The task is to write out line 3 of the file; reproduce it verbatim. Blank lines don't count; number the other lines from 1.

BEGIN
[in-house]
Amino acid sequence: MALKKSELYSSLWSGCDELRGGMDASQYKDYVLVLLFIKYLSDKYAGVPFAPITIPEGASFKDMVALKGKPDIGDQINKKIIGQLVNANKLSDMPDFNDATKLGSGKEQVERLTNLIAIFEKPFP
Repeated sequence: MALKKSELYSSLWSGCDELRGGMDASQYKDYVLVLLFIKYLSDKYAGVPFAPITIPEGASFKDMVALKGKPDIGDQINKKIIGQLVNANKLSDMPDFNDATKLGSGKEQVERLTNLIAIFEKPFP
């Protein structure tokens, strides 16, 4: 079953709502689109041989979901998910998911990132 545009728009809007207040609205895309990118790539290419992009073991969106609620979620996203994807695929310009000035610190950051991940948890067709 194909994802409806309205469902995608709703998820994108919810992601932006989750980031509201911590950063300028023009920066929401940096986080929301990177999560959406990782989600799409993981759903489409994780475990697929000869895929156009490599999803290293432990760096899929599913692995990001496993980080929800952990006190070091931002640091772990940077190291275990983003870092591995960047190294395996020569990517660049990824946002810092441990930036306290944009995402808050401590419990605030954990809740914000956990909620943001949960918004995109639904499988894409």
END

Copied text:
Repeated sequence: MALKKSELYSSLWSGCDELRGGMDASQYKDYVLVLLFIKYLSDKYAGVPFAPITIPEGASFKDMVALKGKPDIGDQINKKIIGQLVNANKLSDMPDFNDATKLGSGKEQVERLTNLIAIFEKPFP